Hussle was set to meet with Moore and Police Commission President Steve Soboroff on Monday to talk about solutions to gang violence.

"Throughout the years, as he fostered success in his music career, he chose ... to reinvest and try to address the various underpinnings that fostered this environment. It's just terrible," Moore said Monday.

As his music career took shape over the last decade and a half, Hussle carefully considered how he would use his platform to influence the violent culture he came from.

He sang about gang life because that was what he knew, he said in a 2009 interview on Alonso's website, streetgangs.com. But he predicted that as his life changed, so would his themes.

He did not use his music to air his grievances because "we came from a lifetime of beefing, and I got enough enemies as it is," he said.

Eugene "Big U" Henley, a fellow Rollin' 60s Crip who managed Hussle in the early days, said the two men decided to test the blue-red color line that traditionally divided Crips and Bloods.

"You see Nipsey wear a lot of red," Henley, who now runs a gang intervention nonprofit, said in an August 2018 interview with "The Breakfast Club" morning show on New York's Power 105.1 FM. "It was the first time a Crip was able to push that red line like we was doing it."

Hussle performed with rappers from rival gangs, including YG and Joe Moses.

Hussle noted that Moses was from the Van Ness Gangsters, a Bloods gang whose turf was nearby and which Hussle described as "one of our worst enemy 'hoods."

"Hating [someone] just because of where he grew up and where his momma pays rent — we're trying to get above that and move beyond that," Hussle said in the 2009 streetgangs.com interview.

But that conciliatory spirit may have angered some of Hussle's associates, said a law enforcement source, with some younger gang members viewing his work with Blood-affiliated rappers as unacceptable.

Hussle tweeted shortly before his death: "Having strong enemies is a blessing."

Asked in the streetgangs.com interview to explain his relationship with the Rollin' 60s, Hussle said he was "not an active gangbanger," which he defined as someone who would confront a stranger with "Where are you from?"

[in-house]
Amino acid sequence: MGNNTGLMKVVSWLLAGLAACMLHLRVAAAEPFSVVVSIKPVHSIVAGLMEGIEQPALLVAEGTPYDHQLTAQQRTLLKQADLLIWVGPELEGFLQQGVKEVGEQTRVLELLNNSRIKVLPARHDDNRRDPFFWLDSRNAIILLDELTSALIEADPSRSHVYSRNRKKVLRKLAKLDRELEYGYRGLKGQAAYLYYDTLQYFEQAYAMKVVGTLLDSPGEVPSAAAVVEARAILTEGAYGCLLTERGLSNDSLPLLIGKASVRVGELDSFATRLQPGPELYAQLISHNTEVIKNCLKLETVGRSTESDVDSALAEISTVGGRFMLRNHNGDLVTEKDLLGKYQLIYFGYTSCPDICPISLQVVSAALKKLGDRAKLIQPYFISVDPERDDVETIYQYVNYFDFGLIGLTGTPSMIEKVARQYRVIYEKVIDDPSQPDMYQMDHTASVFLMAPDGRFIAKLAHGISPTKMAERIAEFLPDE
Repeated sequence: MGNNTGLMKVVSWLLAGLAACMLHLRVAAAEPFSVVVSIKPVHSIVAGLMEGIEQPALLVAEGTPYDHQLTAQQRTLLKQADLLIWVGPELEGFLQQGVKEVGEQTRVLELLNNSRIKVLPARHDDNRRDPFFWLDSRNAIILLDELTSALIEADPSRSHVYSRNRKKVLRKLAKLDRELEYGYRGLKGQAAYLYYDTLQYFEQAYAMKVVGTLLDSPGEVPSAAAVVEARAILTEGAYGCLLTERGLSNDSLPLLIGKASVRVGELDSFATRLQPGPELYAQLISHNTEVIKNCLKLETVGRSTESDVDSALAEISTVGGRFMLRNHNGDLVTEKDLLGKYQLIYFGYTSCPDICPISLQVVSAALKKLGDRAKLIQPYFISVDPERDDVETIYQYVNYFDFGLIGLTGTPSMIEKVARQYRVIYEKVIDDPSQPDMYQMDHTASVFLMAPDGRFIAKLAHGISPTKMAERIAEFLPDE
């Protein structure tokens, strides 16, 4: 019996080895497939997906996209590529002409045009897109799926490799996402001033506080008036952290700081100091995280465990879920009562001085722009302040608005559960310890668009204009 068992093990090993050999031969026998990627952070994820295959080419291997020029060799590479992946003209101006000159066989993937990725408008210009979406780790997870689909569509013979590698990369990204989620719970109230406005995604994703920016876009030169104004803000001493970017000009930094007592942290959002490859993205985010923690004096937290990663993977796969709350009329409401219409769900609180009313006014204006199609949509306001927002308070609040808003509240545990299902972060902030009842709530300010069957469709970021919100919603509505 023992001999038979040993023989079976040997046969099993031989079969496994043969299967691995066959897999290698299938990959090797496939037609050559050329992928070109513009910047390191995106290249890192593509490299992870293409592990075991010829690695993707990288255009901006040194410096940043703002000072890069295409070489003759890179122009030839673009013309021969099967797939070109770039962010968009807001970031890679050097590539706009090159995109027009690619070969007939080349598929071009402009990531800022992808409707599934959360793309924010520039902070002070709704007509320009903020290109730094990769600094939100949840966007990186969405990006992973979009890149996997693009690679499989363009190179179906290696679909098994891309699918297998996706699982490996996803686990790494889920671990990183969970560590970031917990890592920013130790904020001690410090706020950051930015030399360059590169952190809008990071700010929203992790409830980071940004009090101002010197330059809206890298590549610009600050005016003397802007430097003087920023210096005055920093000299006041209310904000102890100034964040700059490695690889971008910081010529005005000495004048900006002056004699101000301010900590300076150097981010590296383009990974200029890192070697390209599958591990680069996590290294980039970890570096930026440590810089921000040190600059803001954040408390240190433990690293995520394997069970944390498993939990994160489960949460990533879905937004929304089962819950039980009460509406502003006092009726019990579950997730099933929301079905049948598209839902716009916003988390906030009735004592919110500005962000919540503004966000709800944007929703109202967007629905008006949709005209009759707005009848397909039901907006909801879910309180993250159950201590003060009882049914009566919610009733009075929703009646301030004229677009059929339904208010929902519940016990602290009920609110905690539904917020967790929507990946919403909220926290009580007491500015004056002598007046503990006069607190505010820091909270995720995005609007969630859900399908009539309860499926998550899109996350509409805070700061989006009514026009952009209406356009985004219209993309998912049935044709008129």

He said he was "still from my area, still representing my section," while pursuing a career as a musician.

Owens, the South L.A. gang interventionist, said gang loyalty is complicated, and many gang members have a deep love for their neighborhoods — the bad along with the good.

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"What it appears he wanted to do through his storytelling was to bring a new community to his community, something he envisioned that would make life better for his community," Owens said of Hussle. "He was on his way there. He was practicing philanthropy at a very young age."

In South L.A., Hussle was a role model for young people, which made his violent death especially horrifying, said Latisha Roberts, a consultant for a cafe in the Baldwin Hills Crenshaw Plaza.

"This was someone that had been around for years, since my son was a teenager, and he's been very instrumental in my son seeing you can come from something like this and still make something of yourself," Roberts said.

Roberts was critical of the LAPD's initial suggestion that the shooting was connected to gang activity, calling it a stereotypical answer.

"The only people we hear saying that it's gang-related are the news and the media outlets," she said. "Everybody that's in the 'hood, they know that's not the case. Because then he would have been gone a long time ago."

Kevin "Twin" Orange, who grew up as a member of the Hoovers gang and lost his cousin and twin brother to street violence, urged people to stop settling minor disputes with gunfire.

"We've got to talk about these things and find a better way to deal with them, before people resort to taking somebody's life," said Orange, a gang interventionist. "I hope we can uplift each other from this and celebrate his music in a healthy way."

Times staff writers Angel Jennings, James Queally and Dakota Smith contributed to this report.